For many Americans, there was a strong belief that the end of the coronavirus pandemic was set to usher in a new era of prosperity. Perhaps a new “roaring twenties” was right around the corner, as folks forced to save money during the crisis would suddenly be ready to spend again.
Instead, the fiscal fracas has been made worse by a Democratic President who seems to have no real clue as to what he’s doing on the subject of the economy, surrounded by advisers who’ve only now begun to admit that they, too, were sorely mistaken about their abilities.
This has led to a renewed concern about consumer confidence.
The index of consumer confidence fell to 95.7 in July from a revised 98.4 in the prior month, the Conference Board said Tuesday.
The decline was larger than expected. Economists polled by The Wall Street Journal had forecast a decline to 97 from the initial June reading of 98.7.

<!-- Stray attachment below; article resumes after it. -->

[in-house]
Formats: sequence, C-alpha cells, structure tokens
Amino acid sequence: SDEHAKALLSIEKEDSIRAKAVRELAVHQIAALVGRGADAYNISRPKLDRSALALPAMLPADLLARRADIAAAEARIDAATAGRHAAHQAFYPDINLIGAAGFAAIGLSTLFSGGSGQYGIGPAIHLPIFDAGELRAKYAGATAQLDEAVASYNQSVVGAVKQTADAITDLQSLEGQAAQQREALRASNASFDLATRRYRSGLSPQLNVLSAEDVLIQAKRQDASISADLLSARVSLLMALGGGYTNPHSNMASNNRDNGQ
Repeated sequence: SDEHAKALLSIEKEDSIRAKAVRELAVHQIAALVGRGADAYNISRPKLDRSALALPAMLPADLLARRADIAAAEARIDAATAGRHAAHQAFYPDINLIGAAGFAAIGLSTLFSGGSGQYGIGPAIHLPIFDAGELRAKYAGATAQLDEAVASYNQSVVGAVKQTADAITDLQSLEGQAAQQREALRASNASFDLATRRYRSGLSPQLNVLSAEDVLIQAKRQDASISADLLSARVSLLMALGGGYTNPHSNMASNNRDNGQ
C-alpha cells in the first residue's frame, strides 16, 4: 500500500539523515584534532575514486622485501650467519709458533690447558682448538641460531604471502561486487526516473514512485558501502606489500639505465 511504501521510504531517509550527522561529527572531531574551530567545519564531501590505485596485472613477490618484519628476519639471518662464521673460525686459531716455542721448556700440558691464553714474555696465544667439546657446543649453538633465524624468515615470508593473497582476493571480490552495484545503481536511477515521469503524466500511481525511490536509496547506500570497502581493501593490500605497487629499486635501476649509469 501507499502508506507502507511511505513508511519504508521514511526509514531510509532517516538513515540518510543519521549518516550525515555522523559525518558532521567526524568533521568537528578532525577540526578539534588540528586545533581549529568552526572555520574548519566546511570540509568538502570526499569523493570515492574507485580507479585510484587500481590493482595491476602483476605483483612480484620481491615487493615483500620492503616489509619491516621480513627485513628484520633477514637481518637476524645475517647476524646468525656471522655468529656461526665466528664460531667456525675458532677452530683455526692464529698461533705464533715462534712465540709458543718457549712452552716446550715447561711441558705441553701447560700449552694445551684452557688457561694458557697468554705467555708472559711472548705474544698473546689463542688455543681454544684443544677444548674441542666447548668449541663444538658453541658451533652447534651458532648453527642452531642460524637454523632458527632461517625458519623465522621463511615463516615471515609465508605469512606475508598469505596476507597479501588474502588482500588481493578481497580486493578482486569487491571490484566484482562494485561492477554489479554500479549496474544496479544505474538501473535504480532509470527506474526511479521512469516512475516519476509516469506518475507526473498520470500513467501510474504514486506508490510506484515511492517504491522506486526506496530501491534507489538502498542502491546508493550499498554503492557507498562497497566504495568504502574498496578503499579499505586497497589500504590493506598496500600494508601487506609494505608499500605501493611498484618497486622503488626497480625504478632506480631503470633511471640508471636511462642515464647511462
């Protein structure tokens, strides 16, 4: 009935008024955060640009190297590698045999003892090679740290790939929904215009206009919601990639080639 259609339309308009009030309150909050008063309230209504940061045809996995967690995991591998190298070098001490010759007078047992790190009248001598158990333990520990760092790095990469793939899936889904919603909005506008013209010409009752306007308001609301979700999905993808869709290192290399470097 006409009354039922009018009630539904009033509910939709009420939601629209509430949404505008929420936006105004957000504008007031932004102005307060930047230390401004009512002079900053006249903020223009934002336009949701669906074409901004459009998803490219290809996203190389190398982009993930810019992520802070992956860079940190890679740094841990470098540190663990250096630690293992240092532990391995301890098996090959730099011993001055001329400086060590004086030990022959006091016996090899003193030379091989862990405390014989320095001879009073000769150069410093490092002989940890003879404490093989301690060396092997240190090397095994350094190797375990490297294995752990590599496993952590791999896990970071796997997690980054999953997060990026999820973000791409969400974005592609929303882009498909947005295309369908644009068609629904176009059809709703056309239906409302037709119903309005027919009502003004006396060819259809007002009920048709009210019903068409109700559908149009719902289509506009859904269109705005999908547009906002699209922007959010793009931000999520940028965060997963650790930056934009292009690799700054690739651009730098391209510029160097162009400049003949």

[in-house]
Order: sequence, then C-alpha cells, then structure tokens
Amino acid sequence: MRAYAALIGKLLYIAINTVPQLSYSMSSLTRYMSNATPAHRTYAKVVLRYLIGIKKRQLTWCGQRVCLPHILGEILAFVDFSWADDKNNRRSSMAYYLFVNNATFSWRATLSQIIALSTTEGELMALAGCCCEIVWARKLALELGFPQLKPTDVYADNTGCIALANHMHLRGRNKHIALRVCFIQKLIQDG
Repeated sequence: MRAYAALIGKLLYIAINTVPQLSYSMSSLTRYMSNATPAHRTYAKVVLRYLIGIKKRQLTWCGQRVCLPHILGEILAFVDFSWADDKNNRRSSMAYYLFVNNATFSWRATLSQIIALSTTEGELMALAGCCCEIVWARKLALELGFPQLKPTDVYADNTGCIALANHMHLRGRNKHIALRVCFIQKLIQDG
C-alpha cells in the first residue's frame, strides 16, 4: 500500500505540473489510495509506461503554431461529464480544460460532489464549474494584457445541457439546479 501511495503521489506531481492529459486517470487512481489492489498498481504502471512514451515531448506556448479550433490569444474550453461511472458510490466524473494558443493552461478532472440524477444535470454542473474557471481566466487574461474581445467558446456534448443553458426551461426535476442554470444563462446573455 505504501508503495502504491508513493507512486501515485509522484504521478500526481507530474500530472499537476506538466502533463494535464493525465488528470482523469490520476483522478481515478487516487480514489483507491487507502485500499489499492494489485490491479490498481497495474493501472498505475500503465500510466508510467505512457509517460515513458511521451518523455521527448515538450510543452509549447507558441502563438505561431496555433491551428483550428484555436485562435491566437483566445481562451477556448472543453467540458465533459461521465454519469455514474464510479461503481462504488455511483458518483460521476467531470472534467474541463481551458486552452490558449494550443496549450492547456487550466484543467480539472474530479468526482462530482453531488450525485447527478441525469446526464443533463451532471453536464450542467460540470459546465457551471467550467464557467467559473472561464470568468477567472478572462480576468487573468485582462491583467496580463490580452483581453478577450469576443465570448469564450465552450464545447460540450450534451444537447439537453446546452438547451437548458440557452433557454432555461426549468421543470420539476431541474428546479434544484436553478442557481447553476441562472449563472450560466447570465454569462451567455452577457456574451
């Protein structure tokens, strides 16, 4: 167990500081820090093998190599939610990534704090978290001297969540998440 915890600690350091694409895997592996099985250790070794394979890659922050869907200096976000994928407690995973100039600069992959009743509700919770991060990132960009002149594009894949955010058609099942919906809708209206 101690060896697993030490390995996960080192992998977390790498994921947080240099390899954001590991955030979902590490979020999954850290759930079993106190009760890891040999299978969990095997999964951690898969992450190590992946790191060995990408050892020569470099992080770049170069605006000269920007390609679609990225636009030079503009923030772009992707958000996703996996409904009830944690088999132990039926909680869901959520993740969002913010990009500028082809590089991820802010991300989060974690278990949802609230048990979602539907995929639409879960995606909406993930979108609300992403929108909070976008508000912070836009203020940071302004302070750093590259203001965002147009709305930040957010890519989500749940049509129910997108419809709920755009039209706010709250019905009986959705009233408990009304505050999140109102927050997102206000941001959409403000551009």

And that wasn’t all:
The part of the survey that tracks how consumers feel about current economic conditions fell to 141.3 this month from 147.2 in June.Advertisement - story continues below
A gauge that assesses what Americans expect over the next six months ticked down to 65.3 from 65.8.
Biden’s economic unreliability has been a key issue in driving down his approval rating, which now hovers at an historically low level.
If the administration has botched the seemingly inevitable post-COVID boom, there is no reason that they should be allowed a second term to muck it up even more.